Rolled Alloys Blog

Machinability Guidelines and Comparisons

An often asked question is how to compare machinability of different alloys. The answer is available here on our website. The key column is relative machinability, listing speed as a percentage ...read more

Rolled Alloys Lab Services

Rolled Alloys Metallurgical Services (RAMS) is dedicated to our customers and can provide the following services at no cost: Failure analyses:  we have more than 60 years of technical experience...read more

Duplex Grain Size in Austenitic and Nickel Based Super-alloys

Metals have a crystalline structure. When a metal solidifies from the molten state, a multitude of tiny crystals start to grow. These crystals form the grains in the solid metal.  As a wrought ...read more

Stress Corrosion Cracking

Stress Corrosion Cracking (SCC) is a common issue with many specialty alloys. SCC is often associated with chlorides, but can also occur with caustics and other corrosive media. The most common type ...read more

The Rolled Alloys Batting Order

You may not know it from the weather, but baseball season has started. At the beginning of every baseball game, the managers meet at home plate to give the umpires their lineups. Here at Rolled ...read more

Inclusions and Laminations

Inclusions and laminations naturally exist in all metal and alloy products. Most people hear the words inclusion or lamination and think defect, but one should not fear these words and automatically ...read more

Temperature Limits - What Do They Really Mean?

Data sheets for most heat resistant alloys list a temperature limit. What does this temperature limit really mean? Can material always be used up to that temperature limit? The answer is: it depends. ...read more

Utilizing our Weld Wire Selection Tool

Rolled Alloys provides an online tool; the Weld Wire Selector to help determine the best wire options when welding. When visiting www.rolledalloys.com, select Weld Wire Selection from the tools menu ...read more

What condition is your PH or age-hardenable steel in?

There is a lot of confusion about the condition that age hardenable materials, such as 17-4 or 718 are in.  Are they annealed, solution annealed, or aged and how can you tell?  These ...read more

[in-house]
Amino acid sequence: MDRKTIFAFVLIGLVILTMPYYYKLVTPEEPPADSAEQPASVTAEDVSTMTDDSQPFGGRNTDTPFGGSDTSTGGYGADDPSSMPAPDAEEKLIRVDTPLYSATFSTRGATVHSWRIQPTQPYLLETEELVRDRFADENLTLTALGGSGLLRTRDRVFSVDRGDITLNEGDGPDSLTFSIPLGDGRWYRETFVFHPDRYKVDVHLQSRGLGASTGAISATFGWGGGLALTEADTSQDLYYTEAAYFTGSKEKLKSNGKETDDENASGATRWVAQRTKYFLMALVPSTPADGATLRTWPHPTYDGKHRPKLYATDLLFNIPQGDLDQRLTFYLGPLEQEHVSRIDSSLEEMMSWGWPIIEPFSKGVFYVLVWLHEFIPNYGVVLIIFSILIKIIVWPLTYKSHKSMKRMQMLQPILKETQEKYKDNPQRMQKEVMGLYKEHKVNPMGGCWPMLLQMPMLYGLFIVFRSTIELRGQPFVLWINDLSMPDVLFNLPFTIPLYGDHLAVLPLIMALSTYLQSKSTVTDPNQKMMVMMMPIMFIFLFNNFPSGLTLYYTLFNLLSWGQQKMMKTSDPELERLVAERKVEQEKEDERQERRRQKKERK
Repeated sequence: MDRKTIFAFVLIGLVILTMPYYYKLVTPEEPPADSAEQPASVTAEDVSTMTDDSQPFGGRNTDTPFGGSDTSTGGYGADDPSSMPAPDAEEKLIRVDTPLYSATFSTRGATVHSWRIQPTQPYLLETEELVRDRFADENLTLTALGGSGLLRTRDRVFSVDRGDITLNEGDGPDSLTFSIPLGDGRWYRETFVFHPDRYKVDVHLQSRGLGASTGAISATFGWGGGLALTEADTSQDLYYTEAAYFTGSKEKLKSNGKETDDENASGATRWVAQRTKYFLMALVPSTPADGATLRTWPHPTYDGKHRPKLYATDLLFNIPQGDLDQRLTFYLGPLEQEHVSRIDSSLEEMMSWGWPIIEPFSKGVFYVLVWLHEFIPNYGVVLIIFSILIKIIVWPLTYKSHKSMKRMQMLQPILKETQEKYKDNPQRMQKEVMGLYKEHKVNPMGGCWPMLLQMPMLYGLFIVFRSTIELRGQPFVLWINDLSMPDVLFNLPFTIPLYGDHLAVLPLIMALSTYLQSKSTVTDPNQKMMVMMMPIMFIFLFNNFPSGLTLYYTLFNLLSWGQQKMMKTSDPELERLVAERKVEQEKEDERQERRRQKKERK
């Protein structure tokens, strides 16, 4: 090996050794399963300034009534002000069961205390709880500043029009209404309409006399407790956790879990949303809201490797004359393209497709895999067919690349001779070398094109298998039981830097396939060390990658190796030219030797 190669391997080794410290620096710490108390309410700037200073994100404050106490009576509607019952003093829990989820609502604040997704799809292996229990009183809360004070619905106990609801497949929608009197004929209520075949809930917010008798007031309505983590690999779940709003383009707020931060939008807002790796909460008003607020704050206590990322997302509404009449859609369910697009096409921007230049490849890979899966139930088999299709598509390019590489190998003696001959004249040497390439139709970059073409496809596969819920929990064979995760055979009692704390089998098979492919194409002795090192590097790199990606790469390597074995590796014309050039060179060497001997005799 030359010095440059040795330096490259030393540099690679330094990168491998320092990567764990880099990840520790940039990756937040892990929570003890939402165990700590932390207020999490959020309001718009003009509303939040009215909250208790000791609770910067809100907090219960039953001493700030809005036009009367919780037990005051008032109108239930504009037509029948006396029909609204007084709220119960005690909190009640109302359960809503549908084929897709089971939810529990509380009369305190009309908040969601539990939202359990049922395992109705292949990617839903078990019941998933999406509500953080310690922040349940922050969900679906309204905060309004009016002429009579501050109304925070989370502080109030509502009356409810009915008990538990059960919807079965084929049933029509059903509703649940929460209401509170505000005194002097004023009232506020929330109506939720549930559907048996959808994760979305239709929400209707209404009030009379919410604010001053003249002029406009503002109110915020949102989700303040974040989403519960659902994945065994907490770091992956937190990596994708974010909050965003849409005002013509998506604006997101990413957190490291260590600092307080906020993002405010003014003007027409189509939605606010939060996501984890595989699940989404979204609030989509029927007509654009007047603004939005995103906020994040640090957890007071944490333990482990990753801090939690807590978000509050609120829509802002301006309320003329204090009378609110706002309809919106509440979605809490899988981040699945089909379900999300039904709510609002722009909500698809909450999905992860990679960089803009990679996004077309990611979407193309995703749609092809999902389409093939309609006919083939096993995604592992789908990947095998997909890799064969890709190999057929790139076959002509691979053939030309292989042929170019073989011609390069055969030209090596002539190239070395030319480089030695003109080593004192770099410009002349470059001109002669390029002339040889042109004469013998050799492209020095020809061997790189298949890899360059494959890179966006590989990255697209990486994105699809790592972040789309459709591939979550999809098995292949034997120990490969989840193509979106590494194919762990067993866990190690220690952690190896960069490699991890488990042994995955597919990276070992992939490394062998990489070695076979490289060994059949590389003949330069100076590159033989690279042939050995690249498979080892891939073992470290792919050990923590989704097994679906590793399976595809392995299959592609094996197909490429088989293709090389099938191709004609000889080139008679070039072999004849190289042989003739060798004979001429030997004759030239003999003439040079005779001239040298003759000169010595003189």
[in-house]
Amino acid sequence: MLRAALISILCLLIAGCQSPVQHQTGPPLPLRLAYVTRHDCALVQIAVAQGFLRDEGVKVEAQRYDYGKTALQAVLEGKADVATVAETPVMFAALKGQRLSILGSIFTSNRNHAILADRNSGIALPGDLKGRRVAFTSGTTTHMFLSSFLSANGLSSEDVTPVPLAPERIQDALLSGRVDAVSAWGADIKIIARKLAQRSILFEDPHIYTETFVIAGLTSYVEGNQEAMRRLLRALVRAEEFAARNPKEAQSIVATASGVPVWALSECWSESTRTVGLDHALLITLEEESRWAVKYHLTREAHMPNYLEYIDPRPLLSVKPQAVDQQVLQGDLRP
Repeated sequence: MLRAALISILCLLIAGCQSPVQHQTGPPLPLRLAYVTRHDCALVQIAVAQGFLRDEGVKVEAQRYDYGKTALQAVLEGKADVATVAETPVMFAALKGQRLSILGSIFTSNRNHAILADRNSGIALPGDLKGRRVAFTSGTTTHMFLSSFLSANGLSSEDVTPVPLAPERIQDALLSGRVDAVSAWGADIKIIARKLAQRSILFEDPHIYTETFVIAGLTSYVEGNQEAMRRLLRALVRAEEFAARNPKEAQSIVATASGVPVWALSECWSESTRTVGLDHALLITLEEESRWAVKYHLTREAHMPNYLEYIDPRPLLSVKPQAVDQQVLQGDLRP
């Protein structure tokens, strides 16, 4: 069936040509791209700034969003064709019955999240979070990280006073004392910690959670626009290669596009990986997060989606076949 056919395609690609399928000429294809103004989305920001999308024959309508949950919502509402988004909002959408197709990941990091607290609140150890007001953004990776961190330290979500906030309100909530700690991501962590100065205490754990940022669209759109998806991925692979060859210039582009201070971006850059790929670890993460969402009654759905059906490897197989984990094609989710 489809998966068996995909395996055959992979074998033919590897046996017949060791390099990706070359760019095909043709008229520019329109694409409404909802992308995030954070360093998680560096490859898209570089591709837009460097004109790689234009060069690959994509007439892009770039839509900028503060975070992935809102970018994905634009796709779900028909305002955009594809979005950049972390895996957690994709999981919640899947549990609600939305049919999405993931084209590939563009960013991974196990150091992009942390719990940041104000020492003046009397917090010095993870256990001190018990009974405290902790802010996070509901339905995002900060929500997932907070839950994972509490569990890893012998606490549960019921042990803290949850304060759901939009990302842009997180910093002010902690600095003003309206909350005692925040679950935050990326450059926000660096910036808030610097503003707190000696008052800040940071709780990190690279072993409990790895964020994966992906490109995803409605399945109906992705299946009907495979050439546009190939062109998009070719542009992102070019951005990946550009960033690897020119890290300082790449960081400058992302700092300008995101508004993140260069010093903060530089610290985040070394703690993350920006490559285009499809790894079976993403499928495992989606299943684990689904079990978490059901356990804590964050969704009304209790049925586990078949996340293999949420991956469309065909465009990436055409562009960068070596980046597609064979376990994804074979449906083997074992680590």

The 1953 introduction of RA330

In 1953, when Rolled Alloys was founded as an independent company, RA330 was introduced as a wrought alternative to cast HT, which at the time was a 35% Ni, 15% Cr alloy. In 1958, the chemistry was ...read more

RA 602 CA for the Most Severe High Temperature Applications

  RA 602 CA® is an alloy for the highest temperature applications, in most environments. This is why we call RA 602 CA the high temperature powerhouse alloy.     Cr Ni C ...read more

Heat Distortion

When metals are heated, they expand. The amount of expansion to be expected is well defined in most cases as the coefficient of thermal expansion is a commonly reported physical property for most ...read more

RA 253 MA Alloy – Still Growing, After All These Years

While RA330® has been a solid alloy choice for carburizing, nitriding and many other heat treating applications, stainless alloys such as 304H, 309 and 310 are also used extensively in industrial ...read more

6% Molybdenum Superaustenitic Alloys

This class of alloys was introduced in the early 1970s, largely in response to the need for a cost effective alloy with resistance to brackish water or seawater environments.  The main driving ...read more

Confused about Annealing / Heat Treating Terminology?

In the broadest sense annealing is the process of heating an alloy to an elevated temperature to promote a homogenous chemistry, equiaxed microstructure and uniform mechanical properties  to ...read more

Searching for a Furnace Fixture Alloy?

There are many different types of furnace fixtures and many different alloys to choose from, but for many furnace and other high temperature applications, RA330® is a logical first choice. Since ...read more

CORROSION 2015 Conference

Rolled Alloys has been a long time participant in NACE® International – The Worldwide Corrosion Authority. NACE International was founded in 1943 by a group of corrosion engineers involved ...read more

Pipe Sizes and Tolerances

Steel pipe sizes around the world are standardized on  historic dimensions that are now referred to as Nominal Pipe Sizes (NPS). In addition to standardizing the nominal outside diameter (OD), a ...read more

Facts About LME

LME – No, we’re not talking about the London Metal Exchange!  LME in this case stands for Liquid Metal Embrittlement. Molten metal can cause a variety of problems in a range of ...read more

Dual Certification

The term "dual certification" is most commonly used to refer to the practice of certifying a material as meeting the requirements of a specification(s) as two different alloys. The most common example...read more

The Unified Numbering System

The Unified Numbering System (UNS) is an alloy identification system created in the early 1970’s and formalized with the issuance of joint standard ASTM E527 and SAE J1086 in August of 1974. The...read more

Why? Why? Why? 316Ti – UNS S31635

It is common to find a connection to a German equipment manufacturer or design. However, 316Ti is practically non-existent in North American inventory, and usually requires a mill production run. ...read more

Bar Product Terminology and Finish

The terminology used for bar products is occasionally misunderstood. General requirements, such as those for tolerances, marking, packaging, etc., are standardized in ASTM A484 for stainless bar ...read more

RAMS Blog – Seeking Your Advice